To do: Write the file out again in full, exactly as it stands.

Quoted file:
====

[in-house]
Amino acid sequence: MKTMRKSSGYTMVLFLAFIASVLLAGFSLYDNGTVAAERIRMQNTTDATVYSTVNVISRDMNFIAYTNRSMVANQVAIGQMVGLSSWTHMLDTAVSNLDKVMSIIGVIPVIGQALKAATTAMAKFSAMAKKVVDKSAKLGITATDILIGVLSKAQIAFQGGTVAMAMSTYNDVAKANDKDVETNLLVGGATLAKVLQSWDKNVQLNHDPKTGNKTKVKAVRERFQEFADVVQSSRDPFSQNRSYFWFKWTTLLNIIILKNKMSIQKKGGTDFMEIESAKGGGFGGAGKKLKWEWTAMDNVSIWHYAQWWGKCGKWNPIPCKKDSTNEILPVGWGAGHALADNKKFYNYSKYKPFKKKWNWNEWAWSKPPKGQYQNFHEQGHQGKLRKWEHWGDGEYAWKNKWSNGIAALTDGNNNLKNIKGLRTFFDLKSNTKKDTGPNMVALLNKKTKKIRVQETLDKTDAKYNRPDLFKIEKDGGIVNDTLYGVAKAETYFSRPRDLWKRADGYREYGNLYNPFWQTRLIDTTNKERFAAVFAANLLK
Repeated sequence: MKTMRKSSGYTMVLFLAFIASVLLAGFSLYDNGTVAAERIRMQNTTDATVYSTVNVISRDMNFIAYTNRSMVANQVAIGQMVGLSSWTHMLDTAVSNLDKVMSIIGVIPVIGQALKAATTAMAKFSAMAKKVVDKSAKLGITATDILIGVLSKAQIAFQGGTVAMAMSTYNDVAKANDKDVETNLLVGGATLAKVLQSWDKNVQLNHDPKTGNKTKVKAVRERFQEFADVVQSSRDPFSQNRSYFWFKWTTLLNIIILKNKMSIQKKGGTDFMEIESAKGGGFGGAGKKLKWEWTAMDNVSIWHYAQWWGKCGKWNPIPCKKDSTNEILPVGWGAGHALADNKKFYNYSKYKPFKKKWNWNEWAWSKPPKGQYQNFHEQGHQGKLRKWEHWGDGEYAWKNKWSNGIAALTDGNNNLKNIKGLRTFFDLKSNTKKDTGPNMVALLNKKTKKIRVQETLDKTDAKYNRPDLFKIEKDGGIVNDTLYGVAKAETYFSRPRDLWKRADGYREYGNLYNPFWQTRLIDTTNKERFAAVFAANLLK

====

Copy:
[in-house]
Amino acid sequence: MKTMRKSSGYTMVLFLAFIASVLLAGFSLYDNGTVAAERIRMQNTTDATVYSTVNVISRDMNFIAYTNRSMVANQVAIGQMVGLSSWTHMLDTAVSNLDKVMSIIGVIPVIGQALKAATTAMAKFSAMAKKVVDKSAKLGITATDILIGVLSKAQIAFQGGTVAMAMSTYNDVAKANDKDVETNLLVGGATLAKVLQSWDKNVQLNHDPKTGNKTKVKAVRERFQEFADVVQSSRDPFSQNRSYFWFKWTTLLNIIILKNKMSIQKKGGTDFMEIESAKGGGFGGAGKKLKWEWTAMDNVSIWHYAQWWGKCGKWNPIPCKKDSTNEILPVGWGAGHALADNKKFYNYSKYKPFKKKWNWNEWAWSKPPKGQYQNFHEQGHQGKLRKWEHWGDGEYAWKNKWSNGIAALTDGNNNLKNIKGLRTFFDLKSNTKKDTGPNMVALLNKKTKKIRVQETLDKTDAKYNRPDLFKIEKDGGIVNDTLYGVAKAETYFSRPRDLWKRADGYREYGNLYNPFWQTRLIDTTNKERFAAVFAANLLK
Repeated sequence: MKTMRKSSGYTMVLFLAFIASVLLAGFSLYDNGTVAAERIRMQNTTDATVYSTVNVISRDMNFIAYTNRSMVANQVAIGQMVGLSSWTHMLDTAVSNLDKVMSIIGVIPVIGQALKAATTAMAKFSAMAKKVVDKSAKLGITATDILIGVLSKAQIAFQGGTVAMAMSTYNDVAKANDKDVETNLLVGGATLAKVLQSWDKNVQLNHDPKTGNKTKVKAVRERFQEFADVVQSSRDPFSQNRSYFWFKWTTLLNIIILKNKMSIQKKGGTDFMEIESAKGGGFGGAGKKLKWEWTAMDNVSIWHYAQWWGKCGKWNPIPCKKDSTNEILPVGWGAGHALADNKKFYNYSKYKPFKKKWNWNEWAWSKPPKGQYQNFHEQGHQGKLRKWEHWGDGEYAWKNKWSNGIAALTDGNNNLKNIKGLRTFFDLKSNTKKDTGPNMVALLNKKTKKIRVQETLDKTDAKYNRPDLFKIEKDGGIVNDTLYGVAKAETYFSRPRDLWKRADGYREYGNLYNPFWQTRLIDTTNKERFAAVFAANLLK